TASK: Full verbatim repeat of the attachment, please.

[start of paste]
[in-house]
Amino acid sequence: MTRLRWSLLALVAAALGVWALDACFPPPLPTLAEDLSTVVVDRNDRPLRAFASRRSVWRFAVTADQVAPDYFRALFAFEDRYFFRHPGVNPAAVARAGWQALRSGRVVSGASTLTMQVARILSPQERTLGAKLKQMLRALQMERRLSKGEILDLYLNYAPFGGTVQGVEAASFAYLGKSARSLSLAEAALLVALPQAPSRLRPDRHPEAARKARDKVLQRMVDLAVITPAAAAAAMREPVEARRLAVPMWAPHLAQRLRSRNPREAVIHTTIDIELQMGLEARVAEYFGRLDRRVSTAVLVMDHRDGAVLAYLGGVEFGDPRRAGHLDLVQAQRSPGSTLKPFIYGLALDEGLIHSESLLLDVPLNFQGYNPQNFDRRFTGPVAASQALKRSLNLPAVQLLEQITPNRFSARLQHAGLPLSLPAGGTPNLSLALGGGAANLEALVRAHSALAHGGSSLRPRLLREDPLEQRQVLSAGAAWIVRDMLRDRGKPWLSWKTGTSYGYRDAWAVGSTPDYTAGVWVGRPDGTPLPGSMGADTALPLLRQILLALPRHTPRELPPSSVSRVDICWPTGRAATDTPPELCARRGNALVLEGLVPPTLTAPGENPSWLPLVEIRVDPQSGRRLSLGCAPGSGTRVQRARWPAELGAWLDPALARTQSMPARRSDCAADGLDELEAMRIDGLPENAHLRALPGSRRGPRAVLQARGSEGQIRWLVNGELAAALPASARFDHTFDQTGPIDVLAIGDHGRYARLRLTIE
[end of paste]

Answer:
[in-house]
Amino acid sequence: MTRLRWSLLALVAAALGVWALDACFPPPLPTLAEDLSTVVVDRNDRPLRAFASRRSVWRFAVTADQVAPDYFRALFAFEDRYFFRHPGVNPAAVARAGWQALRSGRVVSGASTLTMQVARILSPQERTLGAKLKQMLRALQMERRLSKGEILDLYLNYAPFGGTVQGVEAASFAYLGKSARSLSLAEAALLVALPQAPSRLRPDRHPEAARKARDKVLQRMVDLAVITPAAAAAAMREPVEARRLAVPMWAPHLAQRLRSRNPREAVIHTTIDIELQMGLEARVAEYFGRLDRRVSTAVLVMDHRDGAVLAYLGGVEFGDPRRAGHLDLVQAQRSPGSTLKPFIYGLALDEGLIHSESLLLDVPLNFQGYNPQNFDRRFTGPVAASQALKRSLNLPAVQLLEQITPNRFSARLQHAGLPLSLPAGGTPNLSLALGGGAANLEALVRAHSALAHGGSSLRPRLLREDPLEQRQVLSAGAAWIVRDMLRDRGKPWLSWKTGTSYGYRDAWAVGSTPDYTAGVWVGRPDGTPLPGSMGADTALPLLRQILLALPRHTPRELPPSSVSRVDICWPTGRAATDTPPELCARRGNALVLEGLVPPTLTAPGENPSWLPLVEIRVDPQSGRRLSLGCAPGSGTRVQRARWPAELGAWLDPALARTQSMPARRSDCAADGLDELEAMRIDGLPENAHLRALPGSRRGPRAVLQARGSEGQIRWLVNGELAAALPASARFDHTFDQTGPIDVLAIGDHGRYARLRLTIE